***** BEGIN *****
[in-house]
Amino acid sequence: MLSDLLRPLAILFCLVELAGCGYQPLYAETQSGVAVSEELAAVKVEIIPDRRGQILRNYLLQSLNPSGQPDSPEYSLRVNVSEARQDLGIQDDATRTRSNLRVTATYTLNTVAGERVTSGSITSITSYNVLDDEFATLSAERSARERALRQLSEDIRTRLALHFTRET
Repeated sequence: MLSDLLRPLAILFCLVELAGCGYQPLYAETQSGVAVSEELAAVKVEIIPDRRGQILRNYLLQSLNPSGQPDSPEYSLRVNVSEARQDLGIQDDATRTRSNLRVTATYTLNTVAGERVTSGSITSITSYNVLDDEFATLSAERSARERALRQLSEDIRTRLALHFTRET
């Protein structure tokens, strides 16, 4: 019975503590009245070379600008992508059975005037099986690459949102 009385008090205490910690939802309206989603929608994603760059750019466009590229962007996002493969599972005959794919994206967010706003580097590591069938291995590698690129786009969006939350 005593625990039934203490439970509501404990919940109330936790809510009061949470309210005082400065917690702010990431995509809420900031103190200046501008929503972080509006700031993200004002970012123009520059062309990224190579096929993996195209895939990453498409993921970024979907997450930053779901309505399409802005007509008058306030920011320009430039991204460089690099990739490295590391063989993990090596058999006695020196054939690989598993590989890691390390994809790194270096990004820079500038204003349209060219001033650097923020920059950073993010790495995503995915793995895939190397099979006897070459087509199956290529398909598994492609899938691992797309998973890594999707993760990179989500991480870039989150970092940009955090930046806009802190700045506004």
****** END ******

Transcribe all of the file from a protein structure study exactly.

[in-house]
Amino acid sequence: MLSDLLRPLAILFCLVELAGCGYQPLYAETQSGVAVSEELAAVKVEIIPDRRGQILRNYLLQSLNPSGQPDSPEYSLRVNVSEARQDLGIQDDATRTRSNLRVTATYTLNTVAGERVTSGSITSITSYNVLDDEFATLSAERSARERALRQLSEDIRTRLALHFTRET
Repeated sequence: MLSDLLRPLAILFCLVELAGCGYQPLYAETQSGVAVSEELAAVKVEIIPDRRGQILRNYLLQSLNPSGQPDSPEYSLRVNVSEARQDLGIQDDATRTRSNLRVTATYTLNTVAGERVTSGSITSITSYNVLDDEFATLSAERSARERALRQLSEDIRTRLALHFTRET
């Protein structure tokens, strides 16, 4: 019975503590009245070379600008992508059975005037099986690459949102 009385008090205490910690939802309206989603929608994603760059750019466009590229962007996002493969599972005959794919994206967010706003580097590591069938291995590698690129786009969006939350 005593625990039934203490439970509501404990919940109330936790809510009061949470309210005082400065917690702010990431995509809420900031103190200046501008929503972080509006700031993200004002970012123009520059062309990224190579096929993996195209895939990453498409993921970024979907997450930053779901309505399409802005007509008058306030920011320009430039991204460089690099990739490295590391063989993990090596058999006695020196054939690989598993590989890691390390994809790194270096990004820079500038204003349209060219001033650097923020920059950073993010790495995503995915793995895939190397099979006897070459087509199956290529398909598994492609899938691992797309998973890594999707993760990179989500991480870039989150970092940009955090930046806009802190700045506004």